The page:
John Hicks Money and Uncertainty

John Richard Hicks Money and Uncertainty

Soon after publishing his Theory of Wages (1932) Hicks came to feel that his failure to account adequately for monetary pheno­mena had ruined the greater part of that book, and he soon turned his attention to money. Hicks at this, time was still at the LSE lecturing on general equilibrium theory from the viewpoint of Walras and Pareto, and the theory of risk along the lines of Knight and Hayek. The elasticity of substitution and indifference curves were the progeny of the former lectures; the properties of economic probability distributions and stock-flow distinctions, especially in relation to the balance sheet of assets, were the progeny of the latter. Specifically 'It was through Risk that I got to money' (Hicks, 1977).

Hicks's seminal article in this area is his 'Suggestion for Simplifying the Theory of Money' (1935). Characteristically Hicks arrived at his insights into monetary theory by applying marginal utility or value theory to the choice between money and securities at the margin. To Hicks the crucial question of monetary theory is why people hold money rather than interest-bearing securities. 'Either we have to give an explanation of the fact that people do hold money when rates of interest are positive or we have to evade the difficulty somehow', and Hicks sees velocities of circulation and natural rates of interest as the great traditional evasions. His own answer to this question is pregnant with insights and in fact it anticipates the monetary developments of Keynes's General Theory. But it also does far more than this and in effect laid the foundations of the portfolio theoretic approach to the demand for money by specifically outlining a transactions demand for cash and a risk aversion demand for cash and establishing the permanent income or wealth constraint on the demand for money.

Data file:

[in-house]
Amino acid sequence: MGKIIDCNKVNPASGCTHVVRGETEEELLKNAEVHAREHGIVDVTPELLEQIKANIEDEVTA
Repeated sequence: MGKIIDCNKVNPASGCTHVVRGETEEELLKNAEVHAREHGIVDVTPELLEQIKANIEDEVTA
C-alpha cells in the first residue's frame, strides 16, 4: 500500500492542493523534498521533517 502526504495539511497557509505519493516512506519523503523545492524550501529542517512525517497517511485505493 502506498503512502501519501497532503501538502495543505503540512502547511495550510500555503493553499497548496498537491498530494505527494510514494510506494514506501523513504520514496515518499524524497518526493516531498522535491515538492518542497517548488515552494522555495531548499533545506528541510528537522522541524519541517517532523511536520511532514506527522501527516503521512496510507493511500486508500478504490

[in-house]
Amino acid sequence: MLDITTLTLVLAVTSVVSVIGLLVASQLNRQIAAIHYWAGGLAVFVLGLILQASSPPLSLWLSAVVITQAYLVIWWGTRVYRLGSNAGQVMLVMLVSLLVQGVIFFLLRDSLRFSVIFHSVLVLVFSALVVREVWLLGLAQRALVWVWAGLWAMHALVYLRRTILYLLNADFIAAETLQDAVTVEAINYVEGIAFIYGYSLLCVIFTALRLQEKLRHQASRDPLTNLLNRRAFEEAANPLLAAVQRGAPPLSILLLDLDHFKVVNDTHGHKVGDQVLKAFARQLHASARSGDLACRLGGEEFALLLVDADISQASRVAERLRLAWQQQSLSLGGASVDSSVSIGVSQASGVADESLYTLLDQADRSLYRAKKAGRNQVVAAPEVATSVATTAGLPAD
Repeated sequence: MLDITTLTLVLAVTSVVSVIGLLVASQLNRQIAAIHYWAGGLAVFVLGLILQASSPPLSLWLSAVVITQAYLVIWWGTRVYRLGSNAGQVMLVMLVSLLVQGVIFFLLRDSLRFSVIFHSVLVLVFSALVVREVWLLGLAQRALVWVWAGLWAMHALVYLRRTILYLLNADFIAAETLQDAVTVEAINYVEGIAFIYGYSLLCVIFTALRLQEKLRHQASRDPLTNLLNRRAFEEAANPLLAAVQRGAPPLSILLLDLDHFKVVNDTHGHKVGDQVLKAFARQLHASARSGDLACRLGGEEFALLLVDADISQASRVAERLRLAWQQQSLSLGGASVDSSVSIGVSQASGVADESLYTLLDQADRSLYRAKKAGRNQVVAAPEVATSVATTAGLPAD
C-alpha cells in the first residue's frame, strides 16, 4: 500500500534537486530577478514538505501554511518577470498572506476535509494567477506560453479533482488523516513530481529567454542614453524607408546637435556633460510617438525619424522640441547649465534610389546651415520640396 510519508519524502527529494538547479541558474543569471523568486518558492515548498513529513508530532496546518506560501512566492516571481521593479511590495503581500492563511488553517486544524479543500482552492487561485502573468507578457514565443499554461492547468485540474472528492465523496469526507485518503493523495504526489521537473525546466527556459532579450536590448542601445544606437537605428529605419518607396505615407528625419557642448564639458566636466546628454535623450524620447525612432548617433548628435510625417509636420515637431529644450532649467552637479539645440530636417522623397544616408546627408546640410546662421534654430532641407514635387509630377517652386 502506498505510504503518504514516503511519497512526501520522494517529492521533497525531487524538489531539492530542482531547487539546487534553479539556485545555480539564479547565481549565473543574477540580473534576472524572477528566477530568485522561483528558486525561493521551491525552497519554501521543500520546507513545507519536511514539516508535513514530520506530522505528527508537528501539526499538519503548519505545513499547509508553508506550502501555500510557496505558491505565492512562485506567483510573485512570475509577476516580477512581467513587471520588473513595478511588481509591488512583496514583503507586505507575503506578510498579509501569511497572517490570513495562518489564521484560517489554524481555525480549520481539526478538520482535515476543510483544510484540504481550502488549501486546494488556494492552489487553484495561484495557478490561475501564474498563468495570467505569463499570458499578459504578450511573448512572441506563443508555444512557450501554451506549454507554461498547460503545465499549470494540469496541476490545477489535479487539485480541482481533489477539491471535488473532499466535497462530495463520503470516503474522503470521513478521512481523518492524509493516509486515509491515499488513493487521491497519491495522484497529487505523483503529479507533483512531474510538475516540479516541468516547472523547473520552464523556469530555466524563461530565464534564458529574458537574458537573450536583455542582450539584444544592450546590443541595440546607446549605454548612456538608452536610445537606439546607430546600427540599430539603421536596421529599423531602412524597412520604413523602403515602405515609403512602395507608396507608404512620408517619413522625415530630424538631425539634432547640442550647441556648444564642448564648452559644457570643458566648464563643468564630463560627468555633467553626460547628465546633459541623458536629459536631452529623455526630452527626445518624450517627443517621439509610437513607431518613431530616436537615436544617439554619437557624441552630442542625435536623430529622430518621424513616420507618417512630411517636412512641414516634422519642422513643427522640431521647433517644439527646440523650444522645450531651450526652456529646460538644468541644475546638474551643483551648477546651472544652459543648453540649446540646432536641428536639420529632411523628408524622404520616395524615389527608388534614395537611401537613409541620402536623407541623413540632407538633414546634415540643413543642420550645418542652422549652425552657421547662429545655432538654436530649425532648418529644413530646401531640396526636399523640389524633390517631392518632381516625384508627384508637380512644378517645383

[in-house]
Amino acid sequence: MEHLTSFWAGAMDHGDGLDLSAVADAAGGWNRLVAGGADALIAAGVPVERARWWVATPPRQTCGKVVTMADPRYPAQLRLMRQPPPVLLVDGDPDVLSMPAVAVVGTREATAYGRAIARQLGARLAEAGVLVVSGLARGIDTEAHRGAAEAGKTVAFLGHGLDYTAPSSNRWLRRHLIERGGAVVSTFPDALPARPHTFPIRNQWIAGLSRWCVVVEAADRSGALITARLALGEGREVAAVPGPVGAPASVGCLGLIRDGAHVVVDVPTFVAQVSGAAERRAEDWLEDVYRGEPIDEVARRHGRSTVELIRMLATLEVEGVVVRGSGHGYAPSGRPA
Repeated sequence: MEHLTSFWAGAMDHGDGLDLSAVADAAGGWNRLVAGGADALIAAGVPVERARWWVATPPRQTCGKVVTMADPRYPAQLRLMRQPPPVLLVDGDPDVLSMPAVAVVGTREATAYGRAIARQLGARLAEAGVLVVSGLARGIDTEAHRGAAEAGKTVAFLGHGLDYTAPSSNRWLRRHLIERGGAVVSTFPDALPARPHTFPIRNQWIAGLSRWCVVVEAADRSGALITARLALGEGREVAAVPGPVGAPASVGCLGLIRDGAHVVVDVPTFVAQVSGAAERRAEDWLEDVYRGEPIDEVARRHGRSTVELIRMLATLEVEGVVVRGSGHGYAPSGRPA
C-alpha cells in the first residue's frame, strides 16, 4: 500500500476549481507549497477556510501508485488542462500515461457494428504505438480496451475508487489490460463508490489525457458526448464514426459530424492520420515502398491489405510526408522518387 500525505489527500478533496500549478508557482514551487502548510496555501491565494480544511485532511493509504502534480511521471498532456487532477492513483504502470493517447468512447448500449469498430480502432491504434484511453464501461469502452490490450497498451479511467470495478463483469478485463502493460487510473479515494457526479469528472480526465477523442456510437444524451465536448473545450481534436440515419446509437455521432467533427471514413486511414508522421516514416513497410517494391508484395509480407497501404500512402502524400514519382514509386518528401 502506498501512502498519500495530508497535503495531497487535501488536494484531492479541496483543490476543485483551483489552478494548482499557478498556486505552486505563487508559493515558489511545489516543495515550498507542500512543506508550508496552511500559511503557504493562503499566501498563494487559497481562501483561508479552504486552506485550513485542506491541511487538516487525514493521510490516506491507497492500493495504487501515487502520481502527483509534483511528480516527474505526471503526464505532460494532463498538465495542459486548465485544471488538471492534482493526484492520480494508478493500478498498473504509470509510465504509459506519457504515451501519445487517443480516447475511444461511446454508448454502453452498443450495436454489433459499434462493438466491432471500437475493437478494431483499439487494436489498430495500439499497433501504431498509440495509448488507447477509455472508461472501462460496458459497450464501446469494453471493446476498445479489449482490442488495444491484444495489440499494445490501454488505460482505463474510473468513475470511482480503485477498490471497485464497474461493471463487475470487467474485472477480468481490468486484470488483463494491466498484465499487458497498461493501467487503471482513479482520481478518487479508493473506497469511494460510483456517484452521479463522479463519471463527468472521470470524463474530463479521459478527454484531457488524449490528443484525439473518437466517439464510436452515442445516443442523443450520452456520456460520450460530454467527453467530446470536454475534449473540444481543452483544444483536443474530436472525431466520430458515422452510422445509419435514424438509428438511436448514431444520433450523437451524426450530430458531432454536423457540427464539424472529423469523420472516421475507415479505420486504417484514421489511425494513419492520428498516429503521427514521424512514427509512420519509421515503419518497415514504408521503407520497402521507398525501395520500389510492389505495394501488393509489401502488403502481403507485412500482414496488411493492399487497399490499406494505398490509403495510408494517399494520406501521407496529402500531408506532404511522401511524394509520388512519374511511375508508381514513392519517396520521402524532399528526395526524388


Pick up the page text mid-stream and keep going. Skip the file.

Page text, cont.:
For example, Hicks first notes that whether or not transactions balances are invested in bonds will depend on a comparison of the costs and benefits involved. 'The net advantage to be derived from investing a given quantity of money consists of the interest or profit earned less the cost of investment'. However he further notes that the expected profits from bonds is in general uncertain and therefore a risk factor is involved which means that the particular expectation appropriate to riskless situations then has to be replaced by a band of probabilities. 'It is convenient to represent these probabilities ... by a mean value and some appropriate measure of dispersion'. Thus the whole basis of portfolio theory was set out which allows every asset to be characterised by two parameters: its expected returns (mean value) and the variance of these returns (standard deviation) as a measure of risk. Money is then viewed as one asset in a continuum of assets each differing as regards return and risk. Furthermore money is simply an extreme part of this liquidity spectrum-it is perfectly liquid, it is riskless and it bears no rate of return.

Another novel element in this paper is the discussion of the relevant budget constraint: 'Total wealth in our present problem plays just the same part as total expenditure in the theory of value. In the theory of money ... the individual's demand for money will respond to a change in his total wealth'. And in a footnote Hicks continues 'Of course [the Classics] say "income". But in this case income can only be strictly interpreted as "expected income".'

This incisive analysis of the central questions of monetary theory obviously foreshadowed the writings of Baumol (1952), Tobin (1958) and Friedman (1956) respectively (although none of these authors make explicit reference to Hicks (1935)-probably because in the fifties it was not a widely read or recommended piece of work). However Keynes at least appreciated the signifi­cance of Hicks's analysis and on being sent a proof of the article replied in December 1934: T like it very much. I agree with you that what I now call "Liquidity Preference" is the essential concept for Monetary Theory' (Hicks, 1977, p. 142). Perhaps because of this apparent similarity in research interests Hicks was asked to review the General Theory for the Economic Journal on its publication in 1936. This turned out to be the first of a number of reviews-in some respects Hicks can be said to have been reviewing the General Theory (in the sense of placing it in a modern perspective) ever since-but it was his second review (1937) which became the most famous and to which we now turn.